At the end of the last entry we drew an analogy between a Life, as the sum total of a person’s lifetime experiences and interactions with other living beings, and a life, an individual’s experience of conscious awareness during this time. We tried to suggest that not only does a Life continue its existence in some sense after the life has ended, but that this conception might form a basis for imagining afterlife and reincarnation. In this view, the Life itself can have its own conscious awareness, and moreover there is a link between it and that of the life that underlies it. In this and the next part will unpack these ideas a bit further, to try to flesh them out and so bring them a step beyond mere handwaving.
In order to understand how something large and complex like a Life could have consciousness and awareness in the first place, we can examine a few other cases of systems where we can see similar emergent phenomena more simply and clearly. For the first, consider playing a modern computer game in which you control a person moving through a simulated world, firing simulated weapons at simulated enemies. The experience feels “real” enough that we desire to engage in it, playing at “being” in this world. But what does it really consist of? Let us start from (closer to) the bottom.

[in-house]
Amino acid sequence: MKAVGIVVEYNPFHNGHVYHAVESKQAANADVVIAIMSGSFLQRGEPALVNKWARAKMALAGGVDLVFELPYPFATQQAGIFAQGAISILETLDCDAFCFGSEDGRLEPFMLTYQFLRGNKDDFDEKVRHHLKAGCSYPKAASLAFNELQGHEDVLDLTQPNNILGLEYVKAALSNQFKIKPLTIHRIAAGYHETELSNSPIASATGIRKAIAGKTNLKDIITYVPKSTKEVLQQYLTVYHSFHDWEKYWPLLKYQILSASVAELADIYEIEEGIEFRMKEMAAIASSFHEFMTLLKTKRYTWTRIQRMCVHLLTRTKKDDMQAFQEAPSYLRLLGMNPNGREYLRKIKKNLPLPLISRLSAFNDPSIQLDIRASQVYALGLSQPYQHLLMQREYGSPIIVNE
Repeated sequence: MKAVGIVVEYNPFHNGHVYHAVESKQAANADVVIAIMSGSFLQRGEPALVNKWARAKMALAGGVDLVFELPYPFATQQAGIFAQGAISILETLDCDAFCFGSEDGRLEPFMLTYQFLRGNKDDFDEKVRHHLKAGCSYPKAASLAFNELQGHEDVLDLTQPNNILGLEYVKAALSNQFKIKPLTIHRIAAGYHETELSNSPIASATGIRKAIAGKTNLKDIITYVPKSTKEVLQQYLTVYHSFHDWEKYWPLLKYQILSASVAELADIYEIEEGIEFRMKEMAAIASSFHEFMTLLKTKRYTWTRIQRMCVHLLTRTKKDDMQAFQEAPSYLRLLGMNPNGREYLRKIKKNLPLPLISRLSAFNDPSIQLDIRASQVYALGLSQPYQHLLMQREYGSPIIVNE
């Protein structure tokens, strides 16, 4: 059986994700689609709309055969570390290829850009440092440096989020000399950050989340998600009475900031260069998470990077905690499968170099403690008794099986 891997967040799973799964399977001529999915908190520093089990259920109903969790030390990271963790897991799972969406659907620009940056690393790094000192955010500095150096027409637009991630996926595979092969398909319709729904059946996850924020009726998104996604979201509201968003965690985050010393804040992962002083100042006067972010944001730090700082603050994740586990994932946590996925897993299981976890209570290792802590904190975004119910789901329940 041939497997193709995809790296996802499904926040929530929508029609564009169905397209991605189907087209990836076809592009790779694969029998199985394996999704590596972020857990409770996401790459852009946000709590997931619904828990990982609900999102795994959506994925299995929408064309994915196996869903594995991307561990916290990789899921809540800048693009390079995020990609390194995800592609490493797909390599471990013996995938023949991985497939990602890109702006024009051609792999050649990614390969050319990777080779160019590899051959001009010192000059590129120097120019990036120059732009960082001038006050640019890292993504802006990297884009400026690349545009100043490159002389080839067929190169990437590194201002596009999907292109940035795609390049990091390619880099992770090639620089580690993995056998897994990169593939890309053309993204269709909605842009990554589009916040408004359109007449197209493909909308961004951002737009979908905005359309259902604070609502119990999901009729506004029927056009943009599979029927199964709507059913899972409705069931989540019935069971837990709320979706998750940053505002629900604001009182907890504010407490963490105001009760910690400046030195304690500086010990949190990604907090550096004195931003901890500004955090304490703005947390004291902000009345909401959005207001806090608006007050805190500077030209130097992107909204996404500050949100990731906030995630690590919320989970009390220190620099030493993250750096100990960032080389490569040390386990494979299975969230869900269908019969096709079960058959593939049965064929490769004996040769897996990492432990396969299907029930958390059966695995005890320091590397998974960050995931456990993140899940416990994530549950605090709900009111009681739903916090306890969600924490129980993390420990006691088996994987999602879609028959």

There are electrical signals moving through circuits inside one or more “chips” inside the computer. These interact with one another according to the laws of physics. Through the techniques of digital circuit engineering, these interactions are equivalent to storing ones and zeroes in various places, and performing mathematical operations such as addition or multiplication on binary numbers represented by these ones and zeroes. Through the design of the system, these operations are equivalent to an agent executing “instructions” on contents held in memory. Engineers refer to these instructions as “machine language” at the operational level, or “assembly language” when written out in text. These instructions are quite elementary, like:
“Retrieve the value from location 453436 and add it to the one at 453437, storing the result in location 986743″
“If the value at 986743 is zero, jump to location 23332 and execute the instructions found there”
Again through the design of the system, this execution process is equivalent to higher level instructions expressed in a different language, like:
“Add speed_of_object_1 to -speed_of_object_2,”
“If the result is zero, execute the stopped_from_collision routine.”